The wife shouted to plaintiff and Canda that they stop the fighting. The sheriff was having his own troubles outside of the car. The wife struck plaintiff in the mouth with a Rol-a-Tape, a measuring instrument. The blow caused dental injuries to the plaintiff. Shortly thereafter the disturbance ended and everyone departed.

In his complaint plaintiff alleged that the negligence of the sheriff caused his injuries and gave him a cause of action under Sec. 1983. With regard to the wife, he said that she was a deputy officer acting under color of state law and, hence, liable under Sec. 1983.

Mindful of the admonition in Burton v. Wilmington Parking Authority, 365 U.S. 715, 722, 81 S. Ct. 856, 860, 6 L. Ed. 2d 45, that in a civil rights case the court must sift the facts and weigh the circumstances, the court conducted a two day jury trial and after each side had rested directed a verdict for the defendants. The court gave its reasons in a written order filed the day after the conclusion of the trial. R. 50.

With regard to the liability of sheriff Baker, the court found, R. 51:

"... Sheriff Baker faithfully and competently discharged his duties as such Sheriff in attempting to subdue breaches of the peace and restoring law and peace to the community of Westcliffe during a period of great turmoil."

We agree.

Plaintiff argues that the sheriff was negligent and that negligence suffices to support a Sec. 1983 action. At the time of the blow the sheriff had not placed plaintiff, or anyone else, under arrest. Canda entered the patrol car voluntarily and plaintiff voluntarily pursued him into the car. Their fighting and shouting continued in the car. The sheriff gave no orders to his wife. A lone man in a belligerent group, he was trying to quell a disturbance. He did not know, and had no reason to know, that his wife would strike the plaintiff.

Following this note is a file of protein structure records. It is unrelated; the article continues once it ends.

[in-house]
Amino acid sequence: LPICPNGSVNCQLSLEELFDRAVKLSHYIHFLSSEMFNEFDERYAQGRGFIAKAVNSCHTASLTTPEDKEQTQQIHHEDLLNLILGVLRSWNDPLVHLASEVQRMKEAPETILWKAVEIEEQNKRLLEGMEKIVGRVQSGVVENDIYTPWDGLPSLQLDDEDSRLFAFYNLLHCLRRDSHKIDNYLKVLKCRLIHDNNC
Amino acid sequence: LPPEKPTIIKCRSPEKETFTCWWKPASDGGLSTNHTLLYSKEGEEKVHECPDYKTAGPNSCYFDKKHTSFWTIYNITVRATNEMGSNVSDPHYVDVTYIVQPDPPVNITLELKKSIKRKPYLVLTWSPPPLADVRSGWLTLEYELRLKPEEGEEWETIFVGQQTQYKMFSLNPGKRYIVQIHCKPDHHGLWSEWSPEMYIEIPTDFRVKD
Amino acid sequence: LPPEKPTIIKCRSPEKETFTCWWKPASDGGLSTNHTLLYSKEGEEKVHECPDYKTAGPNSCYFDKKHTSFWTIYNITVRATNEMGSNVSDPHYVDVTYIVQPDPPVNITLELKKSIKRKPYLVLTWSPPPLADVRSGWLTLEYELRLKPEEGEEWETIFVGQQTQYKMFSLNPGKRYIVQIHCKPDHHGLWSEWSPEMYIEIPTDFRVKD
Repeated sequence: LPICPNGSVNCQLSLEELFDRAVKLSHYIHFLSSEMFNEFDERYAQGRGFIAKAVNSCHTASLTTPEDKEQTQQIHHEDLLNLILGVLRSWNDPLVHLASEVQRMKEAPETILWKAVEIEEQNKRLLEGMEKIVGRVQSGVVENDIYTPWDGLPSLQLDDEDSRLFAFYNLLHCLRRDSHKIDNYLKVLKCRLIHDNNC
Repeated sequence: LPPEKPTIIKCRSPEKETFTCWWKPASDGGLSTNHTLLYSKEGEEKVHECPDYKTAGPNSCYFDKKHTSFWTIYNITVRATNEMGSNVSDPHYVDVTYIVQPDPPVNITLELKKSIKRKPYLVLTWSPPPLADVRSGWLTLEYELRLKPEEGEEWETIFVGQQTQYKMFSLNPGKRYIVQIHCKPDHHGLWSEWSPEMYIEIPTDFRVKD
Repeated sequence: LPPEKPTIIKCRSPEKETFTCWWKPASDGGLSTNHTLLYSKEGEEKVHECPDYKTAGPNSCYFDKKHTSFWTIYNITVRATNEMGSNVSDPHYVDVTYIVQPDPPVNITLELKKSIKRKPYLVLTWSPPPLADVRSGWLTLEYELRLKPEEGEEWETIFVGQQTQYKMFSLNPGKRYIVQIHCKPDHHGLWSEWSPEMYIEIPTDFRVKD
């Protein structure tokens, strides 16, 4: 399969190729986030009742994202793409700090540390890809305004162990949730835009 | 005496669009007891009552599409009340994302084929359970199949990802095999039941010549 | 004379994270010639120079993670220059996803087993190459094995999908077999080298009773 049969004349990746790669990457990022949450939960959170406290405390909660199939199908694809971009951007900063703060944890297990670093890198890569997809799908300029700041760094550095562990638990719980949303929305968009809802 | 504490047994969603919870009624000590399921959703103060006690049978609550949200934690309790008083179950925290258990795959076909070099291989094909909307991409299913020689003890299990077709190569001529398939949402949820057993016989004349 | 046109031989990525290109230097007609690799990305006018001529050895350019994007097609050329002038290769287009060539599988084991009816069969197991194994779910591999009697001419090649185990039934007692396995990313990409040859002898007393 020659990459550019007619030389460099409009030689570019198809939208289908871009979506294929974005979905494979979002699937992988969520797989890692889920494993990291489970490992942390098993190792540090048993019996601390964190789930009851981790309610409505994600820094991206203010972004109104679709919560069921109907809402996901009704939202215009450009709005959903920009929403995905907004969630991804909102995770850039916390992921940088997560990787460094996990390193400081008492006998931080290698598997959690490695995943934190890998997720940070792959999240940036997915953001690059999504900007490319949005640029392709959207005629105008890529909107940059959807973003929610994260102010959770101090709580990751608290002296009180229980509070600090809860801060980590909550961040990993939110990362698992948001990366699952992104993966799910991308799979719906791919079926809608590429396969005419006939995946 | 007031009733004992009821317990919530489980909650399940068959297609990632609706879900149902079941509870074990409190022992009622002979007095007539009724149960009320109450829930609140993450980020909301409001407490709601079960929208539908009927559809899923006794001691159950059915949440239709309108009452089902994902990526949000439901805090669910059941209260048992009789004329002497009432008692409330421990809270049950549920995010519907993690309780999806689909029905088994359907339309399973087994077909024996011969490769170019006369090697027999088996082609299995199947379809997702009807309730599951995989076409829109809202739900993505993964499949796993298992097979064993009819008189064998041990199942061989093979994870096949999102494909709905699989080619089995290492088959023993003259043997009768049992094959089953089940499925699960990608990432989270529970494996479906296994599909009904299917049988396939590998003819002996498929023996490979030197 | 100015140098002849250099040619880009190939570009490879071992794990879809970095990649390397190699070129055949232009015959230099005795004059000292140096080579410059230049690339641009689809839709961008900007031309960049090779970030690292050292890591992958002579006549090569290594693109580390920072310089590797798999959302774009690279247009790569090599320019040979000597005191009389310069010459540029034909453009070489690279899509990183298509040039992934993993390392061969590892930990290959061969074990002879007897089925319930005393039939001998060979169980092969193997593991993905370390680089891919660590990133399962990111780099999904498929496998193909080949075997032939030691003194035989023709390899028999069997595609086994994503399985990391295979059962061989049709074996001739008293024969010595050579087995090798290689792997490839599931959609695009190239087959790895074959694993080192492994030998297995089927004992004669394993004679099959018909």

We recognize the uncertainty whether negligence will support a Sec. 1983 action. See Parratt v. Taylor, 451 U.S. 527, 101 S. Ct. 1908, 68 L. Ed. 2d 420; Baker v. McCollan, 443 U.S. 137, 99 S. Ct. 2689, 61 L. Ed. 2d 433; and Procunier v. Navarette, 434 U.S. 555, 98 S. Ct. 855, 55 L. Ed. 2d 24. We need not be concerned with those cases or the decisions which hold that the Due Process Clause does not extend the right to be free from torts of persons acting under color of state law in the absence of a specific constitutional guaranty. See Paul v. Davis, 424 U.S. 693, 700-702, 96 S. Ct. 1155, 1160-1161, 47 L. Ed. 2d 405; Screws v. United States, 325 U.S. 91, 108-109, 65 S. Ct. 1031, 1038-1039, 89 L. Ed. 1495; and Martinez v. California, 444 U.S. 277, 285, 100 S. Ct. 553, 559, 62 L. Ed. 2d 481. Nothing in the record shows any negligence on the part of the sheriff. Acting under color of state law, he performed his duties competently in difficult circumstances. The plaintiff's failure to establish negligence makes it unnecessary to decide the applicability of Sec. 1983 to provide the relief which the plaintiff seeks.